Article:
Lastolite Ezybox II softbox series review

Lastolite sent across their latest range of quick-folding Ezybox II softboxes to try out. How did they fare?

Sean Atkinson. Picture by Konrad Leader

Lastolite very kindly sent across a range of their Ezybox II softboxes to try out: the Ezybox II Octa, Ezybox II Switch and the Ezybox II Square, which can all be found on their website here.

We were sent the Ezybox II Speedlite bracket to connect with the softboxes but they can be used with both studio heads and speedlights, making them a very versatile modifier. The company provides a simple guide to help you identify the right connector.

Ezybox II series. Picture by Konrad Leader

Ezybox II Speedlite Bracket

Ezybox II Speedlight Bracket. Picture by Konrad LeaderThe Ezybox II Speedlite bracket is a surprisingly solid and stable mount, even when attached to the Ezybox II Octa. The design feels overly complicated, however, and is not a convenient size to transport once assembled and does not pack down easily, although it does come with a bag to keep the parts together.

The bracket does cater for a lot though, as it has room for two flashes [cold shoe], an umbrella and the space to house a trigger at the back. With all of those in place attaching or changing the softbox is not the easiest of tasks and I would not recommend changing softbox in a time pressured situation.

In use I had no problems with the bracket when attached, it was very easy to change the angle or access the speedlights. I like the possibilities of the interchangeable connectors to be able to use the same softbox inside the studio with a studio head or on location with a speedlight.

Ezybox II

As with other Lastolite Ezybox II softboxes, assembly is not too dissimilar to that of a tent, especially in the case of the Ezybox II Octa! The design is different from the normal softbox, with pop up panels and the poles are fastened on the outside. In the case of the Square and the Switch, two side panels and a pole top and bottom to separate the panels , the Octa has four panels and four poles to separate them. In addition the Switch also comes with additional diffusion panels and poles to enlarge the softbox, which is not ideal, however, the versatility is very useful. The mount fastening at the back is very easy to attach and is surprisingly secure once assembled.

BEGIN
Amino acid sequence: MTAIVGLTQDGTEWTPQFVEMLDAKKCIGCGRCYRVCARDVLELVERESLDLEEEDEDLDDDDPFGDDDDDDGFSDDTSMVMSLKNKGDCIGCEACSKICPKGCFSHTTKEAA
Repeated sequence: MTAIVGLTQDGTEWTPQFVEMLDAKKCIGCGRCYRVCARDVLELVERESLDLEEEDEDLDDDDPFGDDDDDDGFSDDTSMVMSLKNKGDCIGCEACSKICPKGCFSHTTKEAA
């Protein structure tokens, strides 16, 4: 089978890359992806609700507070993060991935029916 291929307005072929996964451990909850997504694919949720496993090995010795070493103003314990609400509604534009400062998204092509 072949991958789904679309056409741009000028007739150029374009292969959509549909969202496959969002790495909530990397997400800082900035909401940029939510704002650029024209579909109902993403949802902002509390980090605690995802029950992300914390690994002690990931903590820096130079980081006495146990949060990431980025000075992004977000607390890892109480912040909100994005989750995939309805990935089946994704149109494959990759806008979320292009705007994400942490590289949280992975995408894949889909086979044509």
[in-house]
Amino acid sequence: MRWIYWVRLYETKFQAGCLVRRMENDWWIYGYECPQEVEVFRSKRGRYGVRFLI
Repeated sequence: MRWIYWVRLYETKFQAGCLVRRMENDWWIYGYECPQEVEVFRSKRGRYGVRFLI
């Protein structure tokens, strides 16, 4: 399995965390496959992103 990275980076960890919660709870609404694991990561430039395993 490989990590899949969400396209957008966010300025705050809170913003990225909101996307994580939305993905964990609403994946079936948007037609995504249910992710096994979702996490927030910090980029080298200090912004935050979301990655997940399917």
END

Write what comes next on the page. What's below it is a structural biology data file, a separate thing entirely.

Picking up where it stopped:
They also all have an internal and an external diffusion panel. Whilst the internal diffusion panel seems to have been added as an afterthought — with the Velcro not matching up to its internal counterpart — the outer sheet fits beautifully and the double-sided Velcro facilitates easy attachment.

Ezybox II diffuser. Picture by Konrad Leader Ezybox II diffuser. Picture by Konrad Leader

It folds down in the same way as a popup reflector so if you are already familiar with the twist and fold technique you will have no problems. Please refer to our previous article which includes the features in detail also with a video.

Sean Atkinson. Picture by Konrad Leader

Sean Atkinson. Picture by Konrad Leader

Sean Atkinson. Picture by Konrad Leader Sean Atkinson. Picture by Konrad Leader

The Ezybox II softboxes are smart, durable and most importantly are a very effective light modifier. I used the Ezyboxes II in a number of other shoots and was very happy with the final outcomes. They may take more time to set up, but I am sure with regular use that would improve, the light weight structure and versatility make them a very effective modifier.

Available now, you can buy the Ezybox II series from Amazon UK and other Lastolite dealers. The speedlight bracket is about £35 and softboxes start from £85. Visit the Lastolite website for more information about where to buy near you.

Konrad S Leader is a professional photographer based in Middlesbrough, UK. View more of his work here.